Deepfakes, shallowfakes & cheapfakes – Seeing is believing
Nasir Memon (computer science and engineering, Vice Dean for Academics and Student Affairs) is one of the co-founders of NYU Tandon's Center for Cybersecurity (CCS). He is also the founder of the OSIRIS Lab, CSAW, The Bridge to Tandon Program, and the Cyber Fellows program.
In this episode of MySecurity Media's podcast, Memon summarizes the early advancements of AI technology, and how a combination of “deep” neural networks an advancements in processing power led to the ever-growing area of modern "deepfakes". Putting deepfakes in historical context, he differentiates between what have come to be known as "cheapfakes" and "shallowfakes."
He also explains how the online environment has changed, as deepfakes become more and more popular, including the newly-surfaced examples of various money-making and malicious schemes involving deepfakes, as well as their addition to the cyberattack arsenals of nation-state actors aiming to spread misinformation maligning the leaders of adversarial nations.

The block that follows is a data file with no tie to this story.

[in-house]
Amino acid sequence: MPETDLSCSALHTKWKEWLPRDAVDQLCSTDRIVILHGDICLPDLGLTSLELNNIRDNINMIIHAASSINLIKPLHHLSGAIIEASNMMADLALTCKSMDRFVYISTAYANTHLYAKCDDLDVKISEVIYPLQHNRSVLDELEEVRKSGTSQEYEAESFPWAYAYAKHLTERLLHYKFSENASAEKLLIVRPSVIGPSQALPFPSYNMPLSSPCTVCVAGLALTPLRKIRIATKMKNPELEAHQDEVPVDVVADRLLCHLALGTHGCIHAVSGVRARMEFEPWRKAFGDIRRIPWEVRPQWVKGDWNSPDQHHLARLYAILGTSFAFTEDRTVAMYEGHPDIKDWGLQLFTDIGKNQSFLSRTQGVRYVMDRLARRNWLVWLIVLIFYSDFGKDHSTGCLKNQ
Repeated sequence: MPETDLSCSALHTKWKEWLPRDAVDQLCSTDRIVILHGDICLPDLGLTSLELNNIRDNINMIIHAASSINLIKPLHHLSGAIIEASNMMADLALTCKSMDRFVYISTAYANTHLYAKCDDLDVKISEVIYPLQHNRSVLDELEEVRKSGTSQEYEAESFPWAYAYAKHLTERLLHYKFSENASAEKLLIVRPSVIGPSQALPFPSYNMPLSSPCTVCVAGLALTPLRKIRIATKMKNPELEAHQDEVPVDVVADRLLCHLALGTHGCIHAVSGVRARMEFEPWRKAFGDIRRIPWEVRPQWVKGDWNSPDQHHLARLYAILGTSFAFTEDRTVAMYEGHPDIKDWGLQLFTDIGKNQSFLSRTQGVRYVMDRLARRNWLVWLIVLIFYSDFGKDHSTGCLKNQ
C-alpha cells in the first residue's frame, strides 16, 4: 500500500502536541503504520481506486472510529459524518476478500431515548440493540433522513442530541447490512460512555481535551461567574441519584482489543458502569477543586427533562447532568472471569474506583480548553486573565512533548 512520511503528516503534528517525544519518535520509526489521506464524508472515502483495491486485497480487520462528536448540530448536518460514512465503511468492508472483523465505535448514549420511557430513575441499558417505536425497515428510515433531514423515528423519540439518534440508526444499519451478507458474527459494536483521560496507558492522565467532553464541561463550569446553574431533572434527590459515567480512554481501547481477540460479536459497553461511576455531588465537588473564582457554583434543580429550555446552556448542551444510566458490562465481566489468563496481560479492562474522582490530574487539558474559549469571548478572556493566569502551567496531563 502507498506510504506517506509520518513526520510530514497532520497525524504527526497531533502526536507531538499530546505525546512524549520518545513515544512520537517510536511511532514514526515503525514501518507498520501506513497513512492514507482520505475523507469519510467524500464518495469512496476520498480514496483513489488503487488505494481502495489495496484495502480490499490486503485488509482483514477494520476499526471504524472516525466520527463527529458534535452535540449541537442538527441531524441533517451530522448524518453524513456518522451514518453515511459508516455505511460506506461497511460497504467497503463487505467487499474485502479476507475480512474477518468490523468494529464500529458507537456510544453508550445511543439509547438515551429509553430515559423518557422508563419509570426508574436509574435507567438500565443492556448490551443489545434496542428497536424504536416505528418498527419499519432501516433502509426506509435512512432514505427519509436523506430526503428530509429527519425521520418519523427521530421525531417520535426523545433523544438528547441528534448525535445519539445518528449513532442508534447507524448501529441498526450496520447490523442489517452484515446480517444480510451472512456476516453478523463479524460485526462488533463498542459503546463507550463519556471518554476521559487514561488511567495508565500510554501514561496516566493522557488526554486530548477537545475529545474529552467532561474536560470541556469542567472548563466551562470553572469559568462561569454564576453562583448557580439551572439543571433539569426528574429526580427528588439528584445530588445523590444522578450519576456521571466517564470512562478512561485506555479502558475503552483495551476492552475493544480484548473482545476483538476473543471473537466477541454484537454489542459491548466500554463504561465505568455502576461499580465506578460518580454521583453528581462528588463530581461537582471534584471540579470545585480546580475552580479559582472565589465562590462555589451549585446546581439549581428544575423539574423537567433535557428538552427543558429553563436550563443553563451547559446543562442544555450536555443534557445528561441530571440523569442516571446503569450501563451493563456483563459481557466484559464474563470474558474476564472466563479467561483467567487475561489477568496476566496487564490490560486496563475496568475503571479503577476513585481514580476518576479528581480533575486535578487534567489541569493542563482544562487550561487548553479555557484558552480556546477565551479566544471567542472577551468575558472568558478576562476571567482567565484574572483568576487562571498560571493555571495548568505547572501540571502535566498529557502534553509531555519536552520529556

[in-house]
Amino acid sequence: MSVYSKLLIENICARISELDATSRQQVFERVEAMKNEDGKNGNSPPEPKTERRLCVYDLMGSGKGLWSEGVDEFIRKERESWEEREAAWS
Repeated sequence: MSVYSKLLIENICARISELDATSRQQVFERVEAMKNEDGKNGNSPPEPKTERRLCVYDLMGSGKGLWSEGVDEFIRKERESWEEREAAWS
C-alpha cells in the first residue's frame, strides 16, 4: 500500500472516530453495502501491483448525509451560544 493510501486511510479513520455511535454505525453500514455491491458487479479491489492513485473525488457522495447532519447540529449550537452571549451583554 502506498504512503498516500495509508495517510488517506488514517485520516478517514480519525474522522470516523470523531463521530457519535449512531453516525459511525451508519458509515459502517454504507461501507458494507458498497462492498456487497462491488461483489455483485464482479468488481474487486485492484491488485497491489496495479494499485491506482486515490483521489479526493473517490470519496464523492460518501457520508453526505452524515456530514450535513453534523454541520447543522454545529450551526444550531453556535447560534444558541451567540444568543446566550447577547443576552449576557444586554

Memon explains that, ironically, the accurate detection of a deepfake can be as difficult, if not more difficult, than the creation of a convincing deepfake, and stresses the need to move past simply identifying them to preventing their generation through such means as embedding digital "watermarks" that prove a image's veracity. He also urges society as a whole to cultivate vigilance, healthy skepticism and discrimination, and not to "jump into conclusions ... look for corroborative evidence.”